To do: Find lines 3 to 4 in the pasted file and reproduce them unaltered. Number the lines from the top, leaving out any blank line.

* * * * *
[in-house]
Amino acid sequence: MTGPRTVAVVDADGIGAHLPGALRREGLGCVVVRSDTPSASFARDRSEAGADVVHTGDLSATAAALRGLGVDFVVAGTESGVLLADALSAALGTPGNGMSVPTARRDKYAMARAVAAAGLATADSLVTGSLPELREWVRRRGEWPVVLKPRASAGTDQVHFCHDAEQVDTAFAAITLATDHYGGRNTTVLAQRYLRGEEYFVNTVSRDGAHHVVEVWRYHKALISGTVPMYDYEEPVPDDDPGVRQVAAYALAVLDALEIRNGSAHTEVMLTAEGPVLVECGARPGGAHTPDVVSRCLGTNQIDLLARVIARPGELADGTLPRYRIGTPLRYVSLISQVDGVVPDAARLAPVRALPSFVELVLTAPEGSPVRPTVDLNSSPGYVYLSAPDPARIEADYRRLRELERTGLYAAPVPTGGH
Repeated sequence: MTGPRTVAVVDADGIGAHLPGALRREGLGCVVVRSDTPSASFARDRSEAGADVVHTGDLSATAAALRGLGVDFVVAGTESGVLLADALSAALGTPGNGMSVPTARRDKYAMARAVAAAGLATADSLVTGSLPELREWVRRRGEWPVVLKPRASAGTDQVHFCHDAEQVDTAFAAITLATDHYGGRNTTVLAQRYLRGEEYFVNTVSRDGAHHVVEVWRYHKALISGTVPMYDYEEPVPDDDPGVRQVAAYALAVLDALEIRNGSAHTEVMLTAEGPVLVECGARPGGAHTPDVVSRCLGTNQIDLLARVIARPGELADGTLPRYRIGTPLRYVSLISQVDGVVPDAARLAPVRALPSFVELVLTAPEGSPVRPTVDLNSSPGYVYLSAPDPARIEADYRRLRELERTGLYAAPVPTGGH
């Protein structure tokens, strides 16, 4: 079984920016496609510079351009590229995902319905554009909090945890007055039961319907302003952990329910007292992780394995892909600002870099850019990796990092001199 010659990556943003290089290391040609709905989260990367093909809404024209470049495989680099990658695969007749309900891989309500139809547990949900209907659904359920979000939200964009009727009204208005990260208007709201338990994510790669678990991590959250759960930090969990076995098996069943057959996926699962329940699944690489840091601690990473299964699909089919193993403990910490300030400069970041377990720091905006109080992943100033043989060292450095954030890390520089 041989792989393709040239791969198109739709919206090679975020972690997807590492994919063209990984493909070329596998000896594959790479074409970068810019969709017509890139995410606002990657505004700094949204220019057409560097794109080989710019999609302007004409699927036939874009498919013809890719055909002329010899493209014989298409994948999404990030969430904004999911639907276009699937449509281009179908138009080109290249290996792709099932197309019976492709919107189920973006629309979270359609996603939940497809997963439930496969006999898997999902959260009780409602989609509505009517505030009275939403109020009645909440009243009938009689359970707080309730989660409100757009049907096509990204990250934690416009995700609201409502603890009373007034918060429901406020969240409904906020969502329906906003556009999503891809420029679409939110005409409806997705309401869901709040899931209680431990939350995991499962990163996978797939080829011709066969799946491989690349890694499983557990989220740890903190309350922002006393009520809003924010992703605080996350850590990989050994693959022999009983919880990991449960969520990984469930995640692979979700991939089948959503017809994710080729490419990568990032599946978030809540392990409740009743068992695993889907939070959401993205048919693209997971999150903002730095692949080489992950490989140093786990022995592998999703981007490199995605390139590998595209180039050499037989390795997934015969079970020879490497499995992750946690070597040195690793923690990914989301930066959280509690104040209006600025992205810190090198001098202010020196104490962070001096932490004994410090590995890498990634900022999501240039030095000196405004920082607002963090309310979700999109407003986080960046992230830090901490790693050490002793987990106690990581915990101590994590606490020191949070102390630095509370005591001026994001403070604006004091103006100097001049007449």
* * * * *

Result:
Repeated sequence: MTGPRTVAVVDADGIGAHLPGALRREGLGCVVVRSDTPSASFARDRSEAGADVVHTGDLSATAAALRGLGVDFVVAGTESGVLLADALSAALGTPGNGMSVPTARRDKYAMARAVAAAGLATADSLVTGSLPELREWVRRRGEWPVVLKPRASAGTDQVHFCHDAEQVDTAFAAITLATDHYGGRNTTVLAQRYLRGEEYFVNTVSRDGAHHVVEVWRYHKALISGTVPMYDYEEPVPDDDPGVRQVAAYALAVLDALEIRNGSAHTEVMLTAEGPVLVECGARPGGAHTPDVVSRCLGTNQIDLLARVIARPGELADGTLPRYRIGTPLRYVSLISQVDGVVPDAARLAPVRALPSFVELVLTAPEGSPVRPTVDLNSSPGYVYLSAPDPARIEADYRRLRELERTGLYAAPVPTGGH
């Protein structure tokens, strides 16, 4: 079984920016496609510079351009590229995902319905554009909090945890007055039961319907302003952990329910007292992780394995892909600002870099850019990796990092001199 010659990556943003290089290391040609709905989260990367093909809404024209470049495989680099990658695969007749309900891989309500139809547990949900209907659904359920979000939200964009009727009204208005990260208007709201338990994510790669678990991590959250759960930090969990076995098996069943057959996926699962329940699944690489840091601690990473299964699909089919193993403990910490300030400069970041377990720091905006109080992943100033043989060292450095954030890390520089 041989792989393709040239791969198109739709919206090679975020972690997807590492994919063209990984493909070329596998000896594959790479074409970068810019969709017509890139995410606002990657505004700094949204220019057409560097794109080989710019999609302007004409699927036939874009498919013809890719055909002329010899493209014989298409994948999404990030969430904004999911639907276009699937449509281009179908138009080109290249290996792709099932197309019976492709919107189920973006629309979270359609996603939940497809997963439930496969006999898997999902959260009780409602989609509505009517505030009275939403109020009645909440009243009938009689359970707080309730989660409100757009049907096509990204990250934690416009995700609201409502603890009373007034918060429901406020969240409904906020969502329906906003556009999503891809420029679409939110005409409806997705309401869901709040899931209680431990939350995991499962990163996978797939080829011709066969799946491989690349890694499983557990989220740890903190309350922002006393009520809003924010992703605080996350850590990989050994693959022999009983919880990991449960969520990984469930995640692979979700991939089948959503017809994710080729490419990568990032599946978030809540392990409740009743068992695993889907939070959401993205048919693209997971999150903002730095692949080489992950490989140093786990022995592998999703981007490199995605390139590998595209180039050499037989390795997934015969079970020879490497499995992750946690070597040195690793923690990914989301930066959280509690104040209006600025992205810190090198001098202010020196104490962070001096932490004994410090590995890498990634900022999501240039030095000196405004920082607002963090309310979700999109407003986080960046992230830090901490790693050490002793987990106690990581915990101590994590606490020191949070102390630095509370005591001026994001403070604006004091103006100097001049007449």